5 CPG Brands Successfully Marketing to Moms

Mothers are an absolutely crucial target audience for CPG brands in 2019. Despite this, 56% of American moms feel marketers don’t understand them.

Our latest research into U.S. and Chinese moms reveals an overarching need for a more humanized brand-consumer relationship, based on a craving for trust, credibility and authenticity from brands.

Here are five brands that tapped into deep consumer research to create messages that truly resonate.

1. Hubbub and Mothercare

The message: Don’t keep your old baby clothes, use them to help others.

In 2017, environmental charity, Hubbub, partnered with UK baby and toddler retailer, Mothercare, to encourage people to declutter their homes and donate their outgrown baby clothes to local families.

Based on a survey of 2,000 parents, the brands found:

  • UK homes were crammed with 183 million items of outgrown baby clothing.
  • If all these items were redistributed, each baby born in the UK every year would get 250 items.
  • 7 in 10 parents still have baby clothes their children have outgrown.
  • A third of parents had thrown baby clothes in the garbage as they didn’t know what else to do with them.

In its first year, the campaign boasted more than 20,000 items of clothing being allocated to around 2,000 families. This success led to the campaign being extended in 2018, based on a scalable model aiming to redistribute 65,000 items to 6,500 families.

As our research shows, the importance of community among mothers is clear. It impacts everything from how they research and purchase to how they engage with technology.

An essential quality U.S. and Chinese mothers look for is openness and honesty, making authentic messaging an essential part of their favorite brands.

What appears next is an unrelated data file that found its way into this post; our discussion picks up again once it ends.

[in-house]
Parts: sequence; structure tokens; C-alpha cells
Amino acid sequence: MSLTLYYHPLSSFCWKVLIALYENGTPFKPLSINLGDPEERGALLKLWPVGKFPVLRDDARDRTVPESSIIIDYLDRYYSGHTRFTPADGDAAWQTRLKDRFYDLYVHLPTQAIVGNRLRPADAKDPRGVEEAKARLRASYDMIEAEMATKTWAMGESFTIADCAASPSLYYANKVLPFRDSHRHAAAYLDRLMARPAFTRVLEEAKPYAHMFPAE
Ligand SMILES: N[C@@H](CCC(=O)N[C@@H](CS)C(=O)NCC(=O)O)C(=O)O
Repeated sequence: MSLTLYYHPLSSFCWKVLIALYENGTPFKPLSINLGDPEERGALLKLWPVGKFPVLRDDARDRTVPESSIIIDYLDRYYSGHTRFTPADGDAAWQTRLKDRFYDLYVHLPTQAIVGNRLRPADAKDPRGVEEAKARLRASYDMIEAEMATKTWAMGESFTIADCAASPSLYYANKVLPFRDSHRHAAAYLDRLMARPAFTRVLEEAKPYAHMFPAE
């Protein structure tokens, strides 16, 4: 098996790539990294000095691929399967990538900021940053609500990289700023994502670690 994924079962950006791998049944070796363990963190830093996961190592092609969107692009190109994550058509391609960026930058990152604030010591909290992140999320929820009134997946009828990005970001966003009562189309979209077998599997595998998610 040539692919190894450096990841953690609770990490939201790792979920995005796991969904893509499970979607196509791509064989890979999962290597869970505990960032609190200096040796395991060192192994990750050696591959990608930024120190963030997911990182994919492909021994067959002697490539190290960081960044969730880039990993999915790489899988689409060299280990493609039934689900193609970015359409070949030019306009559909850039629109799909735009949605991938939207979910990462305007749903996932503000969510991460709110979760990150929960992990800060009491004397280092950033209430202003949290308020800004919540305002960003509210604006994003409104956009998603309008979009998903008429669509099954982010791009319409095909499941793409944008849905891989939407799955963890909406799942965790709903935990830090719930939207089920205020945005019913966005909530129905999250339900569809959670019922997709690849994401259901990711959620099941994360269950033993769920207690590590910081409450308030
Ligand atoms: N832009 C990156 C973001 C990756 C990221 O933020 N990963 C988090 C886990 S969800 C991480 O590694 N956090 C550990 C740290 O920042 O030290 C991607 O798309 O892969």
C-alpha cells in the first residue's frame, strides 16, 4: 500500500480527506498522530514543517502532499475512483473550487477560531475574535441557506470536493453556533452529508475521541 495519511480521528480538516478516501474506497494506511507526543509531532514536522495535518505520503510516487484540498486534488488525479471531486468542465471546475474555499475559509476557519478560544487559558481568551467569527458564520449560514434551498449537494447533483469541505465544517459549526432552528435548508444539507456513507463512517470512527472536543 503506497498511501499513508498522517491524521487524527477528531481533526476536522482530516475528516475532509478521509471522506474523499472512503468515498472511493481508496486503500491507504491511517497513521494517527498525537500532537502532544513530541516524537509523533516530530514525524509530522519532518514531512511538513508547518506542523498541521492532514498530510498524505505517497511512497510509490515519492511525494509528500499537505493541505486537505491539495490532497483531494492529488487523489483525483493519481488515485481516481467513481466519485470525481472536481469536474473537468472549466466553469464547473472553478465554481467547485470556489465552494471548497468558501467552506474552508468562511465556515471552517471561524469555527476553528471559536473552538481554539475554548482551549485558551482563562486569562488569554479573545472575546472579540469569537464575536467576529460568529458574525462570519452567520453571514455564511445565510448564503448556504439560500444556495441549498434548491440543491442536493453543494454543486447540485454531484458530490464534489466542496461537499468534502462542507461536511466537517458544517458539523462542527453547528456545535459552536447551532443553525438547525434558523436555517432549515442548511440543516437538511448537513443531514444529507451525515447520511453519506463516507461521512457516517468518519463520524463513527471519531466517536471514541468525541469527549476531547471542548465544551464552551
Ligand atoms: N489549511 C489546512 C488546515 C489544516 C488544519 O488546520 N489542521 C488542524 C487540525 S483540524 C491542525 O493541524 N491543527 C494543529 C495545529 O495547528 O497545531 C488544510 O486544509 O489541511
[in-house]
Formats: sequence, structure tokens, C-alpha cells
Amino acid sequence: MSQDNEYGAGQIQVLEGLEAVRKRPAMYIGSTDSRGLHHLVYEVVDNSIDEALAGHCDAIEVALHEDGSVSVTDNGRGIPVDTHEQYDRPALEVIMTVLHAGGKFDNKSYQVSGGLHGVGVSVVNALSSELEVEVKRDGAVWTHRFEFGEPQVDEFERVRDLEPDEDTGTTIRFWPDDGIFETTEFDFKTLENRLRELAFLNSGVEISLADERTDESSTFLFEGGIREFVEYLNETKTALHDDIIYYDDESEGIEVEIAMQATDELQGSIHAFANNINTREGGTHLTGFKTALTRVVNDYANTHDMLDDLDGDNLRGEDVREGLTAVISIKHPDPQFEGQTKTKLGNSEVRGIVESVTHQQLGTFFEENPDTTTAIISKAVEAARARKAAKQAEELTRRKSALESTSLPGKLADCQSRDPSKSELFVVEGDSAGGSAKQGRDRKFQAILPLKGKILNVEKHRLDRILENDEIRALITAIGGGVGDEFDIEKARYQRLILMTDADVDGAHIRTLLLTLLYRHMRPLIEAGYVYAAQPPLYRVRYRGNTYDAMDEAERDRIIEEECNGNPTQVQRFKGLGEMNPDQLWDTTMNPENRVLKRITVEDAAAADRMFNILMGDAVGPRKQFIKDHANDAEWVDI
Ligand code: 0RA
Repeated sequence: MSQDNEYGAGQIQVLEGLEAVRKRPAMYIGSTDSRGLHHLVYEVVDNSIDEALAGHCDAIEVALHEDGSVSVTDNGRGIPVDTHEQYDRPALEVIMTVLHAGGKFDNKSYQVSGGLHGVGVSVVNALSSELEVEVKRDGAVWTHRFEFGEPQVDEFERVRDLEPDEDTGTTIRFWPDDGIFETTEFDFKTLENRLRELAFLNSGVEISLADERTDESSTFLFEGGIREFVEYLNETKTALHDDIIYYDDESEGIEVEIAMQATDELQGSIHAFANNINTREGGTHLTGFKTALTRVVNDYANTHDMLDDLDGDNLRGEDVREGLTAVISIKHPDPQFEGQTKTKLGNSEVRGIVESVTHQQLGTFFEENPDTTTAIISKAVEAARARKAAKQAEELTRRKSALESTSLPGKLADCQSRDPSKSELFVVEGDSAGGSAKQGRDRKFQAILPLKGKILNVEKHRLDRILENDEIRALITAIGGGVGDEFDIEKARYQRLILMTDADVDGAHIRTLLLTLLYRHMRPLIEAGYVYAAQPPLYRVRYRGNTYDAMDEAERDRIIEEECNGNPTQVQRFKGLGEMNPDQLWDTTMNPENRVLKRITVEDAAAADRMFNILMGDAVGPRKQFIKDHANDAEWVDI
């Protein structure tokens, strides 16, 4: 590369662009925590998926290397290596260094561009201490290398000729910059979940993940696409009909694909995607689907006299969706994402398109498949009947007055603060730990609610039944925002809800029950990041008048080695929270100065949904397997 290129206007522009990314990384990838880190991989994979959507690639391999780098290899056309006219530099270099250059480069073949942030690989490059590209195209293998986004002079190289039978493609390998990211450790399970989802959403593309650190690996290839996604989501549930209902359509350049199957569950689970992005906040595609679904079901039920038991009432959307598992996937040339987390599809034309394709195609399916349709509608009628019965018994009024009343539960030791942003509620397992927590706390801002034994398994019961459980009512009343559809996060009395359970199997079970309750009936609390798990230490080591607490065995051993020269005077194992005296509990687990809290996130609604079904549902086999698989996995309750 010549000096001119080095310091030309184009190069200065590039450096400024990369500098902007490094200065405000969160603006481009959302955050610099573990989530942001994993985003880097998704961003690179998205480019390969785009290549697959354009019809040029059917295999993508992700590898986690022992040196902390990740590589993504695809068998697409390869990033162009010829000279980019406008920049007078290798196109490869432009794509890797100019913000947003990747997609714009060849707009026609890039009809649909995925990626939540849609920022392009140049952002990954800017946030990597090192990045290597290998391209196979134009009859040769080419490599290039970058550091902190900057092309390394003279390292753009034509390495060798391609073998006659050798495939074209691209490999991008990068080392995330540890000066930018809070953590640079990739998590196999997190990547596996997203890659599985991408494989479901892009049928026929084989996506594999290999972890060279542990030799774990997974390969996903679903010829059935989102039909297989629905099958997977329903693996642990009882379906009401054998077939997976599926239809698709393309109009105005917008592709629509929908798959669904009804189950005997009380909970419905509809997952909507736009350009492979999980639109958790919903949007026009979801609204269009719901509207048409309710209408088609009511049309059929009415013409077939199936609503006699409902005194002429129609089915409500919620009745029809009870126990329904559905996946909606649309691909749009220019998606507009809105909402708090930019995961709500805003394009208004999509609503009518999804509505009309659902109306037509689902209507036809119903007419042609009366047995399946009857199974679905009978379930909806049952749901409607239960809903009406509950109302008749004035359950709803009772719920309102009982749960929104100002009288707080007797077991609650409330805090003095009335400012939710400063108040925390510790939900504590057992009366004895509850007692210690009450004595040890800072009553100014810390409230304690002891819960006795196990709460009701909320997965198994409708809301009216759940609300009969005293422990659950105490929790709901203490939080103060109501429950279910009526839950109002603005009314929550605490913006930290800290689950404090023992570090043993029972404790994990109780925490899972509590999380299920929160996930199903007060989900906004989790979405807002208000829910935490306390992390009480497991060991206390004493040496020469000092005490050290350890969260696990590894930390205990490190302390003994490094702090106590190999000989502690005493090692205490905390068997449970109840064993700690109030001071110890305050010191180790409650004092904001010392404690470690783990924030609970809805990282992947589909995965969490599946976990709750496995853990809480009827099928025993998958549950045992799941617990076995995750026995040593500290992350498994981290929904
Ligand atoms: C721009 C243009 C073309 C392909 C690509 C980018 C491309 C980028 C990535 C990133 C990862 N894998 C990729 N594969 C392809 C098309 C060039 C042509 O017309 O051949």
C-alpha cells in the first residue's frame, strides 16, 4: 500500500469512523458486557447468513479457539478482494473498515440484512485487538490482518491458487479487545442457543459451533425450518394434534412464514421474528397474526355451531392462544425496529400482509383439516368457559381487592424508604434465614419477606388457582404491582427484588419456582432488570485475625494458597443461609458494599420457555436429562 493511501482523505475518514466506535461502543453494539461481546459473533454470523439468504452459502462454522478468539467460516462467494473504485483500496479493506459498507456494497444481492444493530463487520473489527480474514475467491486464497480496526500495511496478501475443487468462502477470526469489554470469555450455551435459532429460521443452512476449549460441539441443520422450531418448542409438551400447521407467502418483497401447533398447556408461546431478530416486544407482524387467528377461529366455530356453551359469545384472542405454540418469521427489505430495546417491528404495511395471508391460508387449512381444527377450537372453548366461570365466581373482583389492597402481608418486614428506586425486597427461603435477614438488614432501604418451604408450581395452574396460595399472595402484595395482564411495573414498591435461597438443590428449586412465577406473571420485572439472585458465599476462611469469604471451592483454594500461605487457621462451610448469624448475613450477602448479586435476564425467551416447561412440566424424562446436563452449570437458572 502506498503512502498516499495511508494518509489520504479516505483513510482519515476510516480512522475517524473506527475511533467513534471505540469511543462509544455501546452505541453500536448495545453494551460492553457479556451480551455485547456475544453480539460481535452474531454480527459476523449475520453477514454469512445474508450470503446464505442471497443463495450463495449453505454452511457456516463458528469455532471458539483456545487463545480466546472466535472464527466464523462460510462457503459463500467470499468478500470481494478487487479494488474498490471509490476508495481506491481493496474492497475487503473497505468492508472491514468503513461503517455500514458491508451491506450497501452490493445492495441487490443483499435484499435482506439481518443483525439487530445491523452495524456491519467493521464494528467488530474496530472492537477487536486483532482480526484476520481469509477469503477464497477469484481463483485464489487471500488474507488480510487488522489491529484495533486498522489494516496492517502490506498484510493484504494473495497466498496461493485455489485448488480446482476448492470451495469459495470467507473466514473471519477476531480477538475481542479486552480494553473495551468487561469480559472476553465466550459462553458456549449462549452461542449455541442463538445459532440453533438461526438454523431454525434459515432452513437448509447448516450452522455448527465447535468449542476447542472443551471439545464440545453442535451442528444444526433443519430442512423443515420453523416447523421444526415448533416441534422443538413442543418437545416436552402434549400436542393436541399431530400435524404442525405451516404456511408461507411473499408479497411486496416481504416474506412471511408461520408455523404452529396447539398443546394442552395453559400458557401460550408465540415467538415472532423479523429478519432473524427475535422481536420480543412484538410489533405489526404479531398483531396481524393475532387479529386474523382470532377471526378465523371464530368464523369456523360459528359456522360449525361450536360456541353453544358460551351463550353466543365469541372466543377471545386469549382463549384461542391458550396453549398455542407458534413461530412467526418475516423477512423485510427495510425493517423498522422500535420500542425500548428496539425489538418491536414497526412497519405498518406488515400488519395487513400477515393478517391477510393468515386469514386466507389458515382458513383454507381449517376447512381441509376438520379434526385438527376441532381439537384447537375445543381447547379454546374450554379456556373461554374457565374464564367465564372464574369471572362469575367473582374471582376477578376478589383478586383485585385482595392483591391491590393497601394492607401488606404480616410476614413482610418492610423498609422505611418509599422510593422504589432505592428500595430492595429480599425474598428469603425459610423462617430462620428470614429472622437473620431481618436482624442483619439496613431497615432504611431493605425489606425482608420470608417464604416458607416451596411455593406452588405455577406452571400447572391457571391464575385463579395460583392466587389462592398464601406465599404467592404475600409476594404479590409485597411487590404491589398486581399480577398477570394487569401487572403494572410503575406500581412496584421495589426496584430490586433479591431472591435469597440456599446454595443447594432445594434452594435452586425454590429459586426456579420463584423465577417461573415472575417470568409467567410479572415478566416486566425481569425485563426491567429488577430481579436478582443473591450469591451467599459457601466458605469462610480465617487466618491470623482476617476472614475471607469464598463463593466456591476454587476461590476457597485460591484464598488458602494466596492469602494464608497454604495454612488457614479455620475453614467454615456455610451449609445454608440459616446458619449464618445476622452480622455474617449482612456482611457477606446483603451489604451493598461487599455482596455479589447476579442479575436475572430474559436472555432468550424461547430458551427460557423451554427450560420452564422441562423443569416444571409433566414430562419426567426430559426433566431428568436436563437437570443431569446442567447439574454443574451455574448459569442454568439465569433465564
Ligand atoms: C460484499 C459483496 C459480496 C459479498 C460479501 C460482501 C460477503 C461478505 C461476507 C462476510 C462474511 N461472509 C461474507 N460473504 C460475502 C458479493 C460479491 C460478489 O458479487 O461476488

With this initiative, Mothercare shows mothers that not only do they have the products they need to care for their children – they care enough about the local community to try to improve it, and prove themselves as an authentic brand throughout.

2. Huggies

The message: All babies need and have a right to physical contact.

Huggies, a leading brand competing with CPG giants like Pampers, found that emotive marketing was the way to resonate with new parents.

Having uncovered the insight that hugs “help stabilize babies’ vital signs, build immune systems, ward off illness, and improve brain development,” the brand rolled out a campaign aimed at educating new mothers on the importance of skin-to-skin contact. It also ensured collaborating hospitals had volunteer ‘huggers’ available for babies in need of them.

And it rendered great results: Huggies’ sales soared 30% in the year of the campaign, and had an engagement rate 300% higher than industry benchmarks.

It proves the power of finding a social cause your target audience truly cares about, and cleverly inserting your brand in the right place.

3. Target

The message: Children have different needs that must be met.

Retail giant, Target, hit a home run when it looked to its partners and customers for insight into new product developments it wanted to see.

Mari Anderson, Technical Designer at Target, says, “Our team met with real kids to understand what their needs are in different types of apparel, then put our expertise to the test to create the products.”

The result: its line of sensory-friendly and flexible clothing, aimed at ensuring every child is comfortable in what they wear and parents are able to dress them easily.

“We learned that sensory-friendly apparel can mean different things for different people,” says Stacey Monsen, Design Director at Target.

“For these pieces, we decided to start with our core tees and leggings, and address guests’ most common requests—like removing tags and embellishments that can irritate the skin. We also added more ease through the hip and a higher rise in our leggings to fit with diapers, if needed, for older kids.”

It’s a great example of a brand focusing on an often-overlooked consumer base to ensure it’s catering to all its potential customers in a way that has both impact and usability.

Source: Target

4. Ella’s Kitchen

The message: Here’s how to give your children the best possible start in life.